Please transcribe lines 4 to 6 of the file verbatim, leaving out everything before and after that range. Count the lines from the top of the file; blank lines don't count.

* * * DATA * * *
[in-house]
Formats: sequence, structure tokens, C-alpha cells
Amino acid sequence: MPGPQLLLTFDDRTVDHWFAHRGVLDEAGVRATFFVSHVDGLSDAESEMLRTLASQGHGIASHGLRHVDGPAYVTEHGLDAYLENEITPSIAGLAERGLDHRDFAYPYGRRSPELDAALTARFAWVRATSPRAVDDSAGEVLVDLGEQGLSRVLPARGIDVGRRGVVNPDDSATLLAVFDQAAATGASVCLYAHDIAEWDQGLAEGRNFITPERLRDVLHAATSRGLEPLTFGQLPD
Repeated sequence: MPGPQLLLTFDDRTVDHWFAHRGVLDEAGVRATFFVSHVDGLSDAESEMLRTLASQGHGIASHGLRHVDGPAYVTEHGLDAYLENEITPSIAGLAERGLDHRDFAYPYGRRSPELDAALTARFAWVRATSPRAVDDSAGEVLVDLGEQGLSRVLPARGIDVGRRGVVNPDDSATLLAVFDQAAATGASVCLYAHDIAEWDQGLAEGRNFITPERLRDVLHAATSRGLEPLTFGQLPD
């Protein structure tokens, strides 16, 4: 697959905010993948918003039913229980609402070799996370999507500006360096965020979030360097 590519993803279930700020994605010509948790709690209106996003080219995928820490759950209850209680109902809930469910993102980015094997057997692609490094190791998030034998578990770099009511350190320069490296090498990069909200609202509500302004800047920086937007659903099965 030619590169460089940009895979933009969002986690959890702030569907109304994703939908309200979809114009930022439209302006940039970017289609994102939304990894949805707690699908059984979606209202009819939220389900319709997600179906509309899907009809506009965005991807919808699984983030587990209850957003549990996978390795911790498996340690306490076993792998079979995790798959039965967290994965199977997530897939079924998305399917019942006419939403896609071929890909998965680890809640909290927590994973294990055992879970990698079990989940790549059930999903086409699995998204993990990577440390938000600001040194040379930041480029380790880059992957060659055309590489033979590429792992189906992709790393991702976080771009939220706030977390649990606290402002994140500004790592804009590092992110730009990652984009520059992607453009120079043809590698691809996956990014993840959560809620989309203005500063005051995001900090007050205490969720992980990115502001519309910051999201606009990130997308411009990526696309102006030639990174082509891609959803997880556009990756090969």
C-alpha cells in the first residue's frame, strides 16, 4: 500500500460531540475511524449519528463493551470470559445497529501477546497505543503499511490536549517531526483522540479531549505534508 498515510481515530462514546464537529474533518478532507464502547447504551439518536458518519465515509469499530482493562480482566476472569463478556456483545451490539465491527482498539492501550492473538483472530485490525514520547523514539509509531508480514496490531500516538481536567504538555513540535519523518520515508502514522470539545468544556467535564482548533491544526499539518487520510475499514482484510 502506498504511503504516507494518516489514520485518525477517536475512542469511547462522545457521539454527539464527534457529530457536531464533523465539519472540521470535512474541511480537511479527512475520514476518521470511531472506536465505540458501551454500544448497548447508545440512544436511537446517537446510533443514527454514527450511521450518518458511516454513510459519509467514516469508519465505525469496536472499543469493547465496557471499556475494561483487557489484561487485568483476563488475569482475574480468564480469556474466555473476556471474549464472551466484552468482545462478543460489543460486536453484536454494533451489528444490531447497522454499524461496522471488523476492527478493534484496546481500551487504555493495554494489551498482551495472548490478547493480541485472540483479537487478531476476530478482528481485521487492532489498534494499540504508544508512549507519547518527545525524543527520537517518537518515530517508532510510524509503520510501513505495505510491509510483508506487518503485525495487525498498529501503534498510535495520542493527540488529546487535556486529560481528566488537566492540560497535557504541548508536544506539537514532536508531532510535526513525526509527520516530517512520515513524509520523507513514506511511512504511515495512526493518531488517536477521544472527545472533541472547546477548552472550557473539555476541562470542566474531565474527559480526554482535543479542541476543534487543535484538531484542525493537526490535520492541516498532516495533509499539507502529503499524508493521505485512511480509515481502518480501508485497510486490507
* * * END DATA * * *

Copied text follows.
Repeated sequence: MPGPQLLLTFDDRTVDHWFAHRGVLDEAGVRATFFVSHVDGLSDAESEMLRTLASQGHGIASHGLRHVDGPAYVTEHGLDAYLENEITPSIAGLAERGLDHRDFAYPYGRRSPELDAALTARFAWVRATSPRAVDDSAGEVLVDLGEQGLSRVLPARGIDVGRRGVVNPDDSATLLAVFDQAAATGASVCLYAHDIAEWDQGLAEGRNFITPERLRDVLHAATSRGLEPLTFGQLPD
């Protein structure tokens, strides 16, 4: 697959905010993948918003039913229980609402070799996370999507500006360096965020979030360097 590519993803279930700020994605010509948790709690209106996003080219995928820490759950209850209680109902809930469910993102980015094997057997692609490094190791998030034998578990770099009511350190320069490296090498990069909200609202509500302004800047920086937007659903099965 030619590169460089940009895979933009969002986690959890702030569907109304994703939908309200979809114009930022439209302006940039970017289609994102939304990894949805707690699908059984979606209202009819939220389900319709997600179906509309899907009809506009965005991807919808699984983030587990209850957003549990996978390795911790498996340690306490076993792998079979995790798959039965967290994965199977997530897939079924998305399917019942006419939403896609071929890909998965680890809640909290927590994973294990055992879970990698079990989940790549059930999903086409699995998204993990990577440390938000600001040194040379930041480029380790880059992957060659055309590489033979590429792992189906992709790393991702976080771009939220706030977390649990606290402002994140500004790592804009590092992110730009990652984009520059992607453009120079043809590698691809996956990014993840959560809620989309203005500063005051995001900090007050205490969720992980990115502001519309910051999201606009990130997308411009990526696309102006030639990174082509891609959803997880556009990756090969």
C-alpha cells in the first residue's frame, strides 16, 4: 500500500460531540475511524449519528463493551470470559445497529501477546497505543503499511490536549517531526483522540479531549505534508 498515510481515530462514546464537529474533518478532507464502547447504551439518536458518519465515509469499530482493562480482566476472569463478556456483545451490539465491527482498539492501550492473538483472530485490525514520547523514539509509531508480514496490531500516538481536567504538555513540535519523518520515508502514522470539545468544556467535564482548533491544526499539518487520510475499514482484510 502506498504511503504516507494518516489514520485518525477517536475512542469511547462522545457521539454527539464527534457529530457536531464533523465539519472540521470535512474541511480537511479527512475520514476518521470511531472506536465505540458501551454500544448497548447508545440512544436511537446517537446510533443514527454514527450511521450518518458511516454513510459519509467514516469508519465505525469496536472499543469493547465496557471499556475494561483487557489484561487485568483476563488475569482475574480468564480469556474466555473476556471474549464472551466484552468482545462478543460489543460486536453484536454494533451489528444490531447497522454499524461496522471488523476492527478493534484496546481500551487504555493495554494489551498482551495472548490478547493480541485472540483479537487478531476476530478482528481485521487492532489498534494499540504508544508512549507519547518527545525524543527520537517518537518515530517508532510510524509503520510501513505495505510491509510483508506487518503485525495487525498498529501503534498510535495520542493527540488529546487535556486529560481528566488537566492540560497535557504541548508536544506539537514532536508531532510535526513525526509527520516530517512520515513524509520523507513514506511511512504511515495512526493518531488517536477521544472527545472533541472547546477548552472550557473539555476541562470542566474531565474527559480526554482535543479542541476543534487543535484538531484542525493537526490535520492541516498532516495533509499539507502529503499524508493521505485512511480509515481502518480501508485497510486490507